A multi-investigator, multi-center research plan is proposed to develop and test gene-based retinal therapy in animal models (mouse and dog) for translation to patients with autosomal dominant RP caused by mutations in the rhodopsin gene (RHO). RHO mutations constitute one of the most common molecularly-identified causes of human RP, and more than 100 of them account for > 12 % of RP. The proposal has been divided into 4 aims that will:
(Aim#1) develop viral vectors, promoters, knockdown constructs and replacement cDNAs, and compare the efficacy of a RHO cDNA augmentation approach, to that of an allele-independent knockdown and replacement strategy in two mouse models;
(Aim #2) evaluate in a large animal model (dog) which of these strategies provides optimal rescue of rods, (Aim #3) develop outcome measures for clinical trials of gene therapy in RHO-ADRP patients, and (Aim #4) evaluate the optimal strategy and vector construct (based on results of Aims #1 and 2) in pre-clinical safety studies. Six coordinated modules (M) are described, each with a specific set of aims that contributes in a unique but complementary way to the translational studies. M1 (Vector Development) will provide AAVs carrying knockdown (siRNA, ribozymes) reagents, and resistant (hardened) RHO cDNAs. M2 (Small Animal-mouse- Therapy Studies) will test the 2 gene therapy approaches in two mouse models. M3 (Large Animal Experiemntal Support) will produce the dogs, and provide infrastructure resources for this work). M4 (Large anima I- dog - Therapy Studies) will test the 2 approaches in a naturally -occurring canine model of RHO-ADRP. M5 (Human RHO-ADRP) will identify retinal regions that can be targeted for focal retinal therapy in patients. M6 (Vector safety studies in Animals) will conduct GLP-based preclinical toxicology and biodistribution studies in small and large animals to test the safety of the optimal (lead) therapeutic vector as the essential first step fro FDA consideration of an IND for a future Phase I Clinical Trial. The research studies described in this proposal represent a continuation of a longstanding collaboration between the module scientists that already has brought retinal gene therapy for RPE65-LCA patients to a Phase I clinical trial.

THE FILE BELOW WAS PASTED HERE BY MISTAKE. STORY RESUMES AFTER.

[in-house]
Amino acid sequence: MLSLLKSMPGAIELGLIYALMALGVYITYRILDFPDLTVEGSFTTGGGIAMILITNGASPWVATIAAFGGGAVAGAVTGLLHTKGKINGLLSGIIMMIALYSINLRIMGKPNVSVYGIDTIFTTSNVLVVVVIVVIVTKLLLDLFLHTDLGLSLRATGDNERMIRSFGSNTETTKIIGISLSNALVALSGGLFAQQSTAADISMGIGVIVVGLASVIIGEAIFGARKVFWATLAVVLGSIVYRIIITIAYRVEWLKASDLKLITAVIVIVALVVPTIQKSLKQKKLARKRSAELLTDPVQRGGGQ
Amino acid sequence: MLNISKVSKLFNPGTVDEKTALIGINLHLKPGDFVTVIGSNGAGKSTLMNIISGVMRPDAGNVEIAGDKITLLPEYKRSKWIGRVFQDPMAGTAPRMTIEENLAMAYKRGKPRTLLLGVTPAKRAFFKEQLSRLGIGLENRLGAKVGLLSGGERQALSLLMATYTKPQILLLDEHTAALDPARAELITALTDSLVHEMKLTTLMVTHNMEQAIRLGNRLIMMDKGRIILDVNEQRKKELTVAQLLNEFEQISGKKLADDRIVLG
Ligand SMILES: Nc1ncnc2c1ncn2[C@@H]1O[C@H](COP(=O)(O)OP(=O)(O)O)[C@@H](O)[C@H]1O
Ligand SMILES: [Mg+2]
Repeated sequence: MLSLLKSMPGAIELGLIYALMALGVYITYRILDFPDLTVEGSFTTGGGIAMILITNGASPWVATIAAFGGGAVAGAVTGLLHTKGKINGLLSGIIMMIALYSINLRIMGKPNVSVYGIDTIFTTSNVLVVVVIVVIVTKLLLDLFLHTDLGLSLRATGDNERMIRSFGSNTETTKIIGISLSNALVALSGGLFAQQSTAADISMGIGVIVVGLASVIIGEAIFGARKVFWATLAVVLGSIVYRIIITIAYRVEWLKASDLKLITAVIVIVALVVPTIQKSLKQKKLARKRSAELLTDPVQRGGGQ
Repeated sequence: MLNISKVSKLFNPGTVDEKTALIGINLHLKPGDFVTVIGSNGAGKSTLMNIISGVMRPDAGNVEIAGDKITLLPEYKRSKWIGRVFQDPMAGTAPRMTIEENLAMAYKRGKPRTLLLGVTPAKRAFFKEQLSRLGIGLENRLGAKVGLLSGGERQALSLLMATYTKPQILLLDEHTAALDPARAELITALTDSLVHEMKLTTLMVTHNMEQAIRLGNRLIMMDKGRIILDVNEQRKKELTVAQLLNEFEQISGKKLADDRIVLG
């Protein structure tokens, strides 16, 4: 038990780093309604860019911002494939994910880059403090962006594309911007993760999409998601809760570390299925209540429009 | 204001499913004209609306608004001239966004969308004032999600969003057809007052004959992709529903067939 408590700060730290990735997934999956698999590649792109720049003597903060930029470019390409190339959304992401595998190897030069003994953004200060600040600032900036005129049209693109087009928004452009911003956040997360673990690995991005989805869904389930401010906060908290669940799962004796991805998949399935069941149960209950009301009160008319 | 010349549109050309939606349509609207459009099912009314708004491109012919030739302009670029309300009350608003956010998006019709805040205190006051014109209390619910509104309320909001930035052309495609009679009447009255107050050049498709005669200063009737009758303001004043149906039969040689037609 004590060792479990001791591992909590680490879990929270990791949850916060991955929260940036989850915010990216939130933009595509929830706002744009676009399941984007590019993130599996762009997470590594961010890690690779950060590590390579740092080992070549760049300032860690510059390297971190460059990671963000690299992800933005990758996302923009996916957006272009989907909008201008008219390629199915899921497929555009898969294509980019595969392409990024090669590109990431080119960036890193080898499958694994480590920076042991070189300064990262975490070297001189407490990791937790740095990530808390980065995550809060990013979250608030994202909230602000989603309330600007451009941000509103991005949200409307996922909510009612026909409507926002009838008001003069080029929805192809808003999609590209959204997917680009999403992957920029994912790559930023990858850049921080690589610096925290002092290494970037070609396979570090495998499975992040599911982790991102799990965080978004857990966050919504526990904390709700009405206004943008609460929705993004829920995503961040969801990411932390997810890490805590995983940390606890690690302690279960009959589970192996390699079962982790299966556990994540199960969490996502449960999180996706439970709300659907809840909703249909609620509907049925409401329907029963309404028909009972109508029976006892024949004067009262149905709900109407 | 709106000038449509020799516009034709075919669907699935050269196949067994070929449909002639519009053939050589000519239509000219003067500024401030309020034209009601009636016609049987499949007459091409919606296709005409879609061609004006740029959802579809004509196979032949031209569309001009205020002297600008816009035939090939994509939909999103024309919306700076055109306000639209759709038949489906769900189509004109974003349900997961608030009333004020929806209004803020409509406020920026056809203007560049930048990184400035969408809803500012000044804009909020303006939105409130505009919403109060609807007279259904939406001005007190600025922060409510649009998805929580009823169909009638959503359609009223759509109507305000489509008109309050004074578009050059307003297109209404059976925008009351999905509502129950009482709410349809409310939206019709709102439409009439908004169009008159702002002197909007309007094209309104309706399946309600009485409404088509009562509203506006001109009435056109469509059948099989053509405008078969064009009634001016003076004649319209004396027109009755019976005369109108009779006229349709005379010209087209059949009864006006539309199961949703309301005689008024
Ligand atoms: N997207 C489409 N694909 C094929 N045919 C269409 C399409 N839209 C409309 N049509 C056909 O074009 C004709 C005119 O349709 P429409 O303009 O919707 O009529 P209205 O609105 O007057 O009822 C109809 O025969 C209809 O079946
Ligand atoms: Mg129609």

Past experience in successfully translating a gene therapy approach for LCA to human patients, and the available resources that this consortium of investigators brings, is a unique opportunity to now target RHOADRP. This is one of the most common forms of inherited retinal degeneration for which there is currently no specific treatment available.
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